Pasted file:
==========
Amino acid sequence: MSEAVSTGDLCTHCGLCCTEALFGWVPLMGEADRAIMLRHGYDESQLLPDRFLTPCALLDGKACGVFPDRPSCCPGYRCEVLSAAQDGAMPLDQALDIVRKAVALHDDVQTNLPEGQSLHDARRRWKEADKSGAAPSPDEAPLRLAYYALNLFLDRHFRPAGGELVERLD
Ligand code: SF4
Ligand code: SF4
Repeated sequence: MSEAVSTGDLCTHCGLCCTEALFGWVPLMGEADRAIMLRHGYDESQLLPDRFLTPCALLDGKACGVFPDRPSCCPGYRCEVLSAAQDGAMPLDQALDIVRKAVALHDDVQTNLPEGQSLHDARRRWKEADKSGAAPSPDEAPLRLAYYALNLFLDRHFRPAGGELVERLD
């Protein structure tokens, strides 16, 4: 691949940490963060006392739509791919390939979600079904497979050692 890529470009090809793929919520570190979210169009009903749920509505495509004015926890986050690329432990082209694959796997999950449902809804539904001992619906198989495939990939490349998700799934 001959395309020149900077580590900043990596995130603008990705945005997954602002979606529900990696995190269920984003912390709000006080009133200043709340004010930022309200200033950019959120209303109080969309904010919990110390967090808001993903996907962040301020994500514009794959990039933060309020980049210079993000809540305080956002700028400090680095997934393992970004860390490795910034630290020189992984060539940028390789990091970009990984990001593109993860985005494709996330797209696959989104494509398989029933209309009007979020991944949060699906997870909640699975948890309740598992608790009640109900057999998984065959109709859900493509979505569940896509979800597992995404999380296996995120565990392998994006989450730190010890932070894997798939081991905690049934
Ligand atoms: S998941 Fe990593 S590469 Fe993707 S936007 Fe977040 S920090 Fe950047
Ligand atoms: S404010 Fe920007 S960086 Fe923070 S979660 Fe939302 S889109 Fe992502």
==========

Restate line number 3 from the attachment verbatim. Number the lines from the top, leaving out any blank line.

Ligand code: SF4